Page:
To learn a lot more about how to use dd, take a look at “Linux dd command explained for beginners (8 examples)“. Yes, this is a Linux article, but the dd command as implemented on macOS is fundamentally the same. Check the macOS man page for dd for all of the available options.


See my other CLI and macOS articles


 

CLI – time

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CLI – Have you ever run a command from the command line and afterwards wondered how long it took to run? If so, the time command will give you that answer.

This command measures the real, user, and system time used by a command during its execution.

The description of time in the macOS man page is:

The time utility executes and times utility. After the utility finishes,
time writes the total time elapsed, the time consumed by system overhead,
and the time used to execute utility to the standard error stream. Times
are reported in seconds..

As an example I ran a three ping against the site capmac.org and timed it.

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To learn a lot more about how to use time, take a look at “Linux time Command Tutorial for Beginners (with Examples)“. Yes, this is a Linux article, but the time command as implemented on macOS is fundamentally the same. Check the macOS man page for time for all of the available options.


See my other CLI and macOS articles


 

SciFi Inspired Desktop UI

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I came across the edexui a few days ago and had to try it. What is it? The edex-ui is:

a science-fiction inspired desktop “heavily inspired by DEX-UI and the TRON Legacy movie effects,” which gives you a terminal and live telemetry from your system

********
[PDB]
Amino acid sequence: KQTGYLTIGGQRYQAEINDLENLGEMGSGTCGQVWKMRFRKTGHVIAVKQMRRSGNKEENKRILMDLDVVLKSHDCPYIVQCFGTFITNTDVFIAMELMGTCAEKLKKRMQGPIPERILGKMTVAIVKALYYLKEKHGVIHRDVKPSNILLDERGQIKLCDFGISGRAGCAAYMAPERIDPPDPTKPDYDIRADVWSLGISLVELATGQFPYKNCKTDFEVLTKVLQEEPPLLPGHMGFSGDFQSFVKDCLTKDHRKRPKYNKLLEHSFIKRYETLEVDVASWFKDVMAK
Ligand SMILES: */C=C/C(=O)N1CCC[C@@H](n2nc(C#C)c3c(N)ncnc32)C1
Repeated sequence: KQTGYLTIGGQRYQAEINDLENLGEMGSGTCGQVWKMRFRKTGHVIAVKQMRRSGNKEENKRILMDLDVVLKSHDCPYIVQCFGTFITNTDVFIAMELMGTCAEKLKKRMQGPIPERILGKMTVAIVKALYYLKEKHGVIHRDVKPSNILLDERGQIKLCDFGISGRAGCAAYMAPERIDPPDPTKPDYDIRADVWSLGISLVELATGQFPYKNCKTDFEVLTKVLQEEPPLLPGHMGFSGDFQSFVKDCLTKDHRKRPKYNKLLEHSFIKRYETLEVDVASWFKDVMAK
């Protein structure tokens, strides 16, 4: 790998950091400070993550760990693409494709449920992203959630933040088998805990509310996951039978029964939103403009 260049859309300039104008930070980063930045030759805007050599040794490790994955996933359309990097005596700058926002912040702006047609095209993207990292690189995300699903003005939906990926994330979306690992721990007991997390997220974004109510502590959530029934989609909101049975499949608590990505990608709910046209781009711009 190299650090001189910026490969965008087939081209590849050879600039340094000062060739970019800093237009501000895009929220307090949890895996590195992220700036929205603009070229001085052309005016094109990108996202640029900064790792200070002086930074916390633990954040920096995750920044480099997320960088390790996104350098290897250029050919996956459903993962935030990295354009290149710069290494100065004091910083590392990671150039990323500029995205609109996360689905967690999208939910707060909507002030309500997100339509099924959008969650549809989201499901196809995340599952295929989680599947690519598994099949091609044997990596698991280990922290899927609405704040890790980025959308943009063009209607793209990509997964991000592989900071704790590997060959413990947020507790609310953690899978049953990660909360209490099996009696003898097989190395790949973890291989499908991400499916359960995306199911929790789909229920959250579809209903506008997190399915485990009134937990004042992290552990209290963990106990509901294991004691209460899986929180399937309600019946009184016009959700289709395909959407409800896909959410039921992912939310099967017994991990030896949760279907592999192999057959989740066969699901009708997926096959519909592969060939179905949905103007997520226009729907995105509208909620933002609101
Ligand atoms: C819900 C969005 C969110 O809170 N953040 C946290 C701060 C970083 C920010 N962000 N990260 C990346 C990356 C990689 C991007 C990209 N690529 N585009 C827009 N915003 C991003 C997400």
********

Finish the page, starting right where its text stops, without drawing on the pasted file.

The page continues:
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You can download it from here just click on the link indicated by the arrow in the image above.

There is really no productivity gain with this app, just something fun to try. It does give you a full shell access just like the Terminal App does. It also gives you some data about your system in real time. The site provides some tips for customizing the App further if you scroll down to the FAQ section and click on the “repo’s Wiki” link.

Versions of this App are available for Linux and Windows in addition to macOS.

Official Raspberry Pi Beginner’s Guide

BeginnersGuideLinux – I recently saw that the Raspberry Pi Press has just released its official “Raspberry Pi Beginner’s Guide”. This 244-page book is intended to get the reader started with their Raspberry Pi. As they say:

From setting up your Raspberry Pi on day 1 to taking your first steps into writing coding, digital making, and computing, The Official Raspberry Beginner’s Guide is great for users from age 7 to 107!

You can order a hard copy of the book through the Raspberry Pi Press store (£10.00) with free international delivery. If you are willing to settle for an electronic copy, you can download the PDF for free. I have downloaded the PDF and look forward to reading it on my iPad.

Just in case you have been living in a cave somewhere, the Raspberry Pi is: